Plastic Pollution is one of the most serious environmental issues right now. It is threatening to permanently damage this planets eco-systems past the point of no return.
If like me you are completely obsessed with our oceans, then, like me you will be devastated with how, we as a race are damaging it with our attitude towards single use plastics. Recently, the issue has been broadcasted a lot more with the likes of the BBC TV programme Blue Planet 2.
Here are just a few few facts for you to digest:
- There is approximately 51 trillion microscopic pieces of plastic in our oceans, weighing a massive 269,000 tons. That is about the same as 1345 adult blue whales.
- Plastic is strong, flexible and durable making it extremely useful in many circumstances but this also means it never really breaks down.
- Did you know a plastic bottle can last for 450 years in our oceans, the bottle will slowly fragment into smaller and smaller pieces, which eventually ends up as microscopic plastic and this never actually goes away.
- Unfortunately, this has a massive effect on out marine life and actually kills 100,000 marine animals and 1 millions seabirds every year.
- Between 5m and 13m tonnes of plastic ends up into the world’s oceans each year to be ingested by sea birds, fish and other organisms, and by 2050 it is predicted the ocean will contain more plastic by weight than fish.
So what can we do to help?
There are a few small steps we can include within our daily routines that will make a huge difference:
Educate yourself and others
There are loads of documentaries regarding plastic pollution, as well as lots of youtube videos, although these are quite upsetting to watch (have a box of tissues ready) they will help you understand the effect that plastic pollutions is having on our oceans and marine life and how we can change this.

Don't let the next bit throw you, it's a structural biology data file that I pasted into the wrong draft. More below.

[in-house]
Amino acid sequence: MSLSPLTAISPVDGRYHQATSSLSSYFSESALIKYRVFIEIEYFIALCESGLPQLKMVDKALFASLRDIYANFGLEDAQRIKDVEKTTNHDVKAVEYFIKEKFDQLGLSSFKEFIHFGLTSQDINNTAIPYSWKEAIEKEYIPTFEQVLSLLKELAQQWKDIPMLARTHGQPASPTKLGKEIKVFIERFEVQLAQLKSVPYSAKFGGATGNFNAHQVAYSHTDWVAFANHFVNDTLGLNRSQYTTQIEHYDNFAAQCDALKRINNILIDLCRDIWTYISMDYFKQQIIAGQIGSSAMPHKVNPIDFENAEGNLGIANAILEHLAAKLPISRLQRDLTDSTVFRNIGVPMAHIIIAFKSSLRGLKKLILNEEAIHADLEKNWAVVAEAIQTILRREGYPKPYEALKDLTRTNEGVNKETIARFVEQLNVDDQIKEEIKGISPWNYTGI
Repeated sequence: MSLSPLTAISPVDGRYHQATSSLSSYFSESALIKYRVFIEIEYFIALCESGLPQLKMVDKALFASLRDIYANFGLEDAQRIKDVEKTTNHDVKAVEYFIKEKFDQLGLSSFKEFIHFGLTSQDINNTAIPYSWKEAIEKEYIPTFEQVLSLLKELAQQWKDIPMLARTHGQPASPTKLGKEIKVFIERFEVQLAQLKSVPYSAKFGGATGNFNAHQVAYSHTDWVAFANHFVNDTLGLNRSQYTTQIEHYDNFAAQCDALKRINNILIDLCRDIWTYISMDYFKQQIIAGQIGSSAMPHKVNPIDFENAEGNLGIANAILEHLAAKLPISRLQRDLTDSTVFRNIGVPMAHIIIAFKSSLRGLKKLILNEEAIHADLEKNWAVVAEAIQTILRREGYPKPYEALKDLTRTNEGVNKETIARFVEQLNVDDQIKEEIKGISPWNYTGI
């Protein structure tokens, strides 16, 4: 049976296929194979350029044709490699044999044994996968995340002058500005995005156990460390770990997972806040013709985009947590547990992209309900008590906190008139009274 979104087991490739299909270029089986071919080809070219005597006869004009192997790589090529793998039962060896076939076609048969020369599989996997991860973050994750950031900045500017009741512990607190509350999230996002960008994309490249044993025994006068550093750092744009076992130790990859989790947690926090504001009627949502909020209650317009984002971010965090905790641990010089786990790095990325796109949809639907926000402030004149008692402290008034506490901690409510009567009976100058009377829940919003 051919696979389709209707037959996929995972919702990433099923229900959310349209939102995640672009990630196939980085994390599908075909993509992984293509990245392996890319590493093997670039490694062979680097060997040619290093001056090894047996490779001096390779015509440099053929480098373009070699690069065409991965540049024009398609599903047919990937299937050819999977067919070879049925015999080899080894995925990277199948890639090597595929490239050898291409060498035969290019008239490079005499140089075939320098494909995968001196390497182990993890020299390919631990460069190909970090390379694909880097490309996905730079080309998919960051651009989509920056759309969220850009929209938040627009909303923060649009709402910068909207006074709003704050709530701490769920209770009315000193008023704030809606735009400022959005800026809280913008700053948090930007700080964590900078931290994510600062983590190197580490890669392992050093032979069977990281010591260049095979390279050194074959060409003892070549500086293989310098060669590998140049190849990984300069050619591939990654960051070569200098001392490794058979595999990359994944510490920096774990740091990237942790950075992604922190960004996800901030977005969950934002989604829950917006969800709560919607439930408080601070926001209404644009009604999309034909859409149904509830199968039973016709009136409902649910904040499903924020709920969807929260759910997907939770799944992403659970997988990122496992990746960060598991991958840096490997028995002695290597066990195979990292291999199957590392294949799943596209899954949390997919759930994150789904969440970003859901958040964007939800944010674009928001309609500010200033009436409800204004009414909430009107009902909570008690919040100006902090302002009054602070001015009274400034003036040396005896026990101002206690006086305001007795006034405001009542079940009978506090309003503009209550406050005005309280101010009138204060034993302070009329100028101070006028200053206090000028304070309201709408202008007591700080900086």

If you see someone dropping litter, challenge them, explain to them the effect of their actions and where their litter is going to end up. This may make you feel a little uncomfortable but if we all ignored it then we are just as bad as the person dropping the litter.
Share posts on social media, talk to your friends and family and make them aware of the situation. Knowledge is power.
Do a quick clean when you visit a beach. If you see plastic/beach litter please don’t just walk by, pick it up. Most beaches will have recycling bins or general waste bins in the car parks. Also, it is a great way to get the kids out running around and helps to educate them.
Say no to single use products and swap to more sustainable items such as
- Reusable bags instead of plastic bags.
- Bamboo toothbrushes instead of the plastic type, my personal favourite is from Wearebristle who do a fab subscription, so you get a fresh one delivered to your door on a regular basis, they are completely bio-degradable.
- Say no to straws – 8.5 billion straws are used in the UK each year alone. If you are given a straw with your drink just kindly hand it back, to find out more information on eradicating single use plastic straws please check out the FinalStraw. I got my reusable stainless straws from ecostrawz.
- Get yourself a reusable coffee cup. Another of my personal favourites is from the Keepcup company, they are very stylish and save you 25p per cup of coffee you purchase when ordering with your keepcup (please see my keepcup post).
- Try not to buy single use bottled drinks, get yourself a lovely reusable water bottle, there are a fantastic range of these bottles, I use the two minute beach clean bottle, I just love the look of it and the money goes to their beach clean schemes. There are 20,000 plastic bottles purchased every second, with less than 50% of these being recycled. Find them here if you fancy getting your hands on one.
- Use bamboo utensils instead of single use throw away utensils. A slice of green can get you kitted out with some great looking bamboo alternatives.
- Try and buy as much unpackaged food as possible. It has become a normality in first world countries to over package everyday produce. By boycotting the packaged goods, shops will have to change their behaviour.
Join local charities and initiatives
Here are a few amazing charities and initiatives who are dedicated to tackling the plastic pollution problem, feel free to follow and support: